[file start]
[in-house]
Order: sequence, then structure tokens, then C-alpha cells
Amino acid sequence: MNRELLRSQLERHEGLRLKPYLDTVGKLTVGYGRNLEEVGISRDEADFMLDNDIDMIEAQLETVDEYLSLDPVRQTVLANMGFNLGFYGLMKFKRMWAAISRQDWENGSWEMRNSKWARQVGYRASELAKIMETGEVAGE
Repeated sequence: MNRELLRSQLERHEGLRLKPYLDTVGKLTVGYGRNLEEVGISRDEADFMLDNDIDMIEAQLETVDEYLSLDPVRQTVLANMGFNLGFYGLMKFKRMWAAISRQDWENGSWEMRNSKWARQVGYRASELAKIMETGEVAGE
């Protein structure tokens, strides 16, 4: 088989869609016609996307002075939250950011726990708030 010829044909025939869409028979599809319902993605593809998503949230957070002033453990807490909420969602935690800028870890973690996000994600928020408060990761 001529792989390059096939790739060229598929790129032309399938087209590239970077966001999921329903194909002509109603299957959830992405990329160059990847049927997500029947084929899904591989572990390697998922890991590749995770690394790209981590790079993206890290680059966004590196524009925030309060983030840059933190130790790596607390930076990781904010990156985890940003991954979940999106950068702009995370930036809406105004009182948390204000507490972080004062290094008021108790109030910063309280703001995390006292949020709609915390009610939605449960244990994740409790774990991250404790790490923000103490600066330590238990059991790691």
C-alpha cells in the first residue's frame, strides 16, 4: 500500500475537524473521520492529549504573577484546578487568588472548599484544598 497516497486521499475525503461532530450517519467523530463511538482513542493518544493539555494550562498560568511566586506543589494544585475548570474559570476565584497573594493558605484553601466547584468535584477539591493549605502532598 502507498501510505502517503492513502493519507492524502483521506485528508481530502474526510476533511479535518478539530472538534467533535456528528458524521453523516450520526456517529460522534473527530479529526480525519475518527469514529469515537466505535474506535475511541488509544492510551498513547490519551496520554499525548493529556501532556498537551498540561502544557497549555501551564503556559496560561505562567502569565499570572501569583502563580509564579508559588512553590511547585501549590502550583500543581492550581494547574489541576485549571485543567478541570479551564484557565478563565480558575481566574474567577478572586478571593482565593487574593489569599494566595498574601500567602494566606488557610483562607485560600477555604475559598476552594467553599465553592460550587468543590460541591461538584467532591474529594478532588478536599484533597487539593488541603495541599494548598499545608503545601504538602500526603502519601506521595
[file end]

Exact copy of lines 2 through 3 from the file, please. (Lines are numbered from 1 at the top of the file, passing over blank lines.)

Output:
Order: sequence, then structure tokens, then C-alpha cells
Amino acid sequence: MNRELLRSQLERHEGLRLKPYLDTVGKLTVGYGRNLEEVGISRDEADFMLDNDIDMIEAQLETVDEYLSLDPVRQTVLANMGFNLGFYGLMKFKRMWAAISRQDWENGSWEMRNSKWARQVGYRASELAKIMETGEVAGE